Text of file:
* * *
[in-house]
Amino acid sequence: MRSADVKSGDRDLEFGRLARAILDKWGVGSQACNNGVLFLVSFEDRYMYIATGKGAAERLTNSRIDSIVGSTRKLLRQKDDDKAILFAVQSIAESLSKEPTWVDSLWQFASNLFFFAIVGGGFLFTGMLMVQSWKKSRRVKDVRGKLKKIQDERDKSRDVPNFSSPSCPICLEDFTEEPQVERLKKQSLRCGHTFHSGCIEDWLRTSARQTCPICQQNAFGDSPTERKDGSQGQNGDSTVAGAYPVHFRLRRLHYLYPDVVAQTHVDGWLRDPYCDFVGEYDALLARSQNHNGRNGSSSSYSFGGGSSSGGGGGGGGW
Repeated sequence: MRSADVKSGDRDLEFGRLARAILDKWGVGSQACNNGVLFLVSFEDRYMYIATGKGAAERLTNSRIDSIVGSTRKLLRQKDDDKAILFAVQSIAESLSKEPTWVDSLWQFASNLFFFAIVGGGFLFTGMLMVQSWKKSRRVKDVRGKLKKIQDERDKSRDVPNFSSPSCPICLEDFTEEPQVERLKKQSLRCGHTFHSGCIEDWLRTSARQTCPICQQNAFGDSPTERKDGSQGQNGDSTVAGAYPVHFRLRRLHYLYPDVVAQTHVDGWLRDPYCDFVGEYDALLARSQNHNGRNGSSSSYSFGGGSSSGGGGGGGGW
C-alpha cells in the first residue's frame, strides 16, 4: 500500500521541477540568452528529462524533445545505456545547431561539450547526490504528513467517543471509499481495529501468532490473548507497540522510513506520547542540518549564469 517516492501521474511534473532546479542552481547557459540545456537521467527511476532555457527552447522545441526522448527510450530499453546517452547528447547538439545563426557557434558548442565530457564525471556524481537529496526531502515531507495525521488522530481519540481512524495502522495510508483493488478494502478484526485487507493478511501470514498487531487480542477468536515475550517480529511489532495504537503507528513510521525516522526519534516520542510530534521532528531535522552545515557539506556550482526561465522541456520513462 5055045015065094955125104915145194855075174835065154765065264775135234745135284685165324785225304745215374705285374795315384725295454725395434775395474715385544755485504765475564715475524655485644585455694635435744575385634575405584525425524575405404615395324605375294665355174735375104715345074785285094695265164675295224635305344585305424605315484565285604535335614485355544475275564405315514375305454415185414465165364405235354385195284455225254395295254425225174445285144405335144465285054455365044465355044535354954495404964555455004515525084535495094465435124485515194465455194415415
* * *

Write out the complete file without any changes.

[in-house]
Amino acid sequence: MRSADVKSGDRDLEFGRLARAILDKWGVGSQACNNGVLFLVSFEDRYMYIATGKGAAERLTNSRIDSIVGSTRKLLRQKDDDKAILFAVQSIAESLSKEPTWVDSLWQFASNLFFFAIVGGGFLFTGMLMVQSWKKSRRVKDVRGKLKKIQDERDKSRDVPNFSSPSCPICLEDFTEEPQVERLKKQSLRCGHTFHSGCIEDWLRTSARQTCPICQQNAFGDSPTERKDGSQGQNGDSTVAGAYPVHFRLRRLHYLYPDVVAQTHVDGWLRDPYCDFVGEYDALLARSQNHNGRNGSSSSYSFGGGSSSGGGGGGGGW
Repeated sequence: MRSADVKSGDRDLEFGRLARAILDKWGVGSQACNNGVLFLVSFEDRYMYIATGKGAAERLTNSRIDSIVGSTRKLLRQKDDDKAILFAVQSIAESLSKEPTWVDSLWQFASNLFFFAIVGGGFLFTGMLMVQSWKKSRRVKDVRGKLKKIQDERDKSRDVPNFSSPSCPICLEDFTEEPQVERLKKQSLRCGHTFHSGCIEDWLRTSARQTCPICQQNAFGDSPTERKDGSQGQNGDSTVAGAYPVHFRLRRLHYLYPDVVAQTHVDGWLRDPYCDFVGEYDALLARSQNHNGRNGSSSSYSFGGGSSSGGGGGGGGW
C-alpha cells in the first residue's frame, strides 16, 4: 500500500521541477540568452528529462524533445545505456545547431561539450547526490504528513467517543471509499481495529501468532490473548507497540522510513506520547542540518549564469 517516492501521474511534473532546479542552481547557459540545456537521467527511476532555457527552447522545441526522448527510450530499453546517452547528447547538439545563426557557434558548442565530457564525471556524481537529496526531502515531507495525521488522530481519540481512524495502522495510508483493488478494502478484526485487507493478511501470514498487531487480542477468536515475550517480529511489532495504537503507528513510521525516522526519534516520542510530534521532528531535522552545515557539506556550482526561465522541456520513462 5055045015065094955125104915145194855075174835065154765065264775135234745135284685165324785225304745215374705285374795315384725295454725395434775395474715385544755485504765475564715475524655485644585455694635435744575385634575405584525425524575405404615395324605375294665355174735375104715345074785285094695265164675295224635305344585305424605315484565285604535335614485355544475275564405315514375305454415185414465165364405235354385195284455225254395295254425225174445285144405335144465285054455365044465355044535354954495404964555455004515525084535495094465435124485515194465455194415415